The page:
While teaching may not be your thing, it’s a flexible job that can combines with other ventures. In fact, both Cat and Hayley work full-time in language academies, but also have found the time to start COMO (as well as drink our fare share of beers together).
This week’s Careers spotlight features Claire, an American whose love of language and background in journalism made her not only a good teacher, but a great translator. She’s recently launched her own translation agency in Málaga while continuing to work as a teacher, and offers sound advice on shifting careers and following your passions:
Name: Claire Conrad
City and Comunidad: Málaga, Andalucía
Job Title: Translator
Why did you initially come to Spain?
I first came to Spain for 8 months as a language assistant after graduating from University in the US. I wanted to improve my Spanish before returning to work or going back to school in the States. But, life got in the way and my 8-month teaching gig has turned into five years! I found that I was very happy living here. Also, in my first year here I met my partner and I really didn’t want to leave the life I was starting. So, after three years of renewals as a language assistant, I found work as an English teacher outside the language assistant program, but I have never considered teaching my long-term goal.
How did you transition into your current position?
I love languages and I’ve worked very diligently on learning Spanish since my arrival in the country. After lots of hours of studying and living daily life in Spanish, I passed the C2 DELE exam, which certifies a near-native level. I then started to consider translation.
I had helped friends and students translate documents and really liked it – it’s like a crossword puzzle. I looked into getting trained as a translator and found an online Master’s from the University of Córdoba. I liked the program because it fit with my work schedule and is an accredited program from a public University. When I finished, I started setting up a website and working on getting the word out.
What was the interview process like?
As I am setting up my own business, so thankfully there wasn’t one.
How are you legally working in Spain?
My partner is Spanish and we did pareja de hecho, which allows you to work and live in Spain for five years and is then renewable.
How does working in your field in Spain differ from your home country?
In the US it’s very easy for a person with a University degree, particularly a degree in the liberal arts like mine, to change careers. In my case, I studied journalism and Latin American studies and would have had no problem finding a job at an international organization in communications, at an NGO or any number of other companies. In Spain, if you have a degree in a certain field, such as journalism, you cannot look for work in other fields. Many see English speakers as a one-trick pony and don’t realize the advantages of having a person with a background in writing, critical thinking, problem solving and languages, as companies in the US do. I find that very difficult and frustrating. Therefore, I am starting my own business to be able to do what I want to do.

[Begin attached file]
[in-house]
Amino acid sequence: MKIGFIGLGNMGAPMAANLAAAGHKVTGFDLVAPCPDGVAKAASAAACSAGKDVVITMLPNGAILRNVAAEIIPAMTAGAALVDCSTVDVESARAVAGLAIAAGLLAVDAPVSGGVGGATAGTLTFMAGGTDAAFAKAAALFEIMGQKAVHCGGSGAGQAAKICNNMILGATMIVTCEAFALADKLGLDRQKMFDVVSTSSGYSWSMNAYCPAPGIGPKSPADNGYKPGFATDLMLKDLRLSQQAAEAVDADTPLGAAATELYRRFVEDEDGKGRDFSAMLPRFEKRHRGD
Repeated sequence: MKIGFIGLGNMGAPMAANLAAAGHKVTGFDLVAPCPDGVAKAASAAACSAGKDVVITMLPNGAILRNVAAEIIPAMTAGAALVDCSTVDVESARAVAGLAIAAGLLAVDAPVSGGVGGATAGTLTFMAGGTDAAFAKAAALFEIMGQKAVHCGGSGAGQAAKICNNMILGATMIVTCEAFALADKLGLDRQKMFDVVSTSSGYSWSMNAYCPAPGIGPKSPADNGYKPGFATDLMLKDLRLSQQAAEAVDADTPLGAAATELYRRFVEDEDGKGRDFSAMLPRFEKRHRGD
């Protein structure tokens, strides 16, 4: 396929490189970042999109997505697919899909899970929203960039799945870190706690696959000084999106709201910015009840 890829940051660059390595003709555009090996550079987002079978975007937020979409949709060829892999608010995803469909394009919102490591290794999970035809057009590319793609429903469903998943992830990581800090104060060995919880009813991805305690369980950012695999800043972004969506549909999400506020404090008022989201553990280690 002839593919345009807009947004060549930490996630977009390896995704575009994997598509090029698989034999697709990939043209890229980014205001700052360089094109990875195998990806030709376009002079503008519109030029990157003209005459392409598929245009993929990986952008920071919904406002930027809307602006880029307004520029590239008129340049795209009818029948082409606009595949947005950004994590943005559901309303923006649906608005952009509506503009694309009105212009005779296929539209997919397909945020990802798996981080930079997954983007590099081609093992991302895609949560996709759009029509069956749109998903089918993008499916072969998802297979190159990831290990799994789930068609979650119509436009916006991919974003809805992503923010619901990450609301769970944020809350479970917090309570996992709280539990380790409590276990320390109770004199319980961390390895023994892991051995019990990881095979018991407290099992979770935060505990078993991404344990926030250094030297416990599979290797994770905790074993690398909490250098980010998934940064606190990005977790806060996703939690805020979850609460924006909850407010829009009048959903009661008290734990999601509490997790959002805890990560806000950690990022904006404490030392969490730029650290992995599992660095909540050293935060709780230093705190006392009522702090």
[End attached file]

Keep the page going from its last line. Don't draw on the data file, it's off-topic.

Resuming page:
Salaries in Spain, particularly since the economic crisis, are a fraction of what you make in the United States as well, so saving is hard.
Translation is also difficult for non-EU members as we are not eligible to become certified sworn translators. One of the requirements is to be a citizen of an EU country. As a non-citizen but a permanent resident, it is frustrating not being able to access this part of the translation market.
What has been the hardest part of working or starting your own business in Spain?
I have worked as an autónoma before and the amount of taxes you must pay makes it very difficult to get started. Though they offer discounts for first-time self employed people and for young people, the monthly costs of just being able to do business is often several hundred euros.
The hefty taxes combined with Spain’s never-ending paperwork headache can make starting a business a challenging, particularly in the beginning when you’re not sure how much income you’ll be able to generate. I’m hoping to transition into translation full-time in the next year or two, but for the moment I’m keeping my teaching job until I’m sure I can make it!
Any advice for non-EU citizens seeking a job outside of teaching?
I was dissatisfied with my career for a long time but felt afraid to look for other options. When I was thinking of career possibilities, I wasn’t sure that I was making a good choice. After discussing possibilities with my family and my partner’s family, they essentially told me that my choice doesn’t have to be the perfect, but simply good enough. Any move forward was good.
I would tell anyone who is looking for a job outside of teaching to do your homework on what you want to do, but when you make a decision to be fearless and to run down your dream career with everything you’ve got. You may be afraid to make a career change in a bad economy or leave a secure job with a steady paycheck, but don’t let your fears dictate your future.
What are your plans for the future? Will you stay in Spain?
I plan to stay in Spain. My partner and I are fortunate to both be working and I wouldn’t change my long, sunny, Sunday lunches or a drive down the coast!
Claire has just begun her company, and you can find her site at Conrad Translations.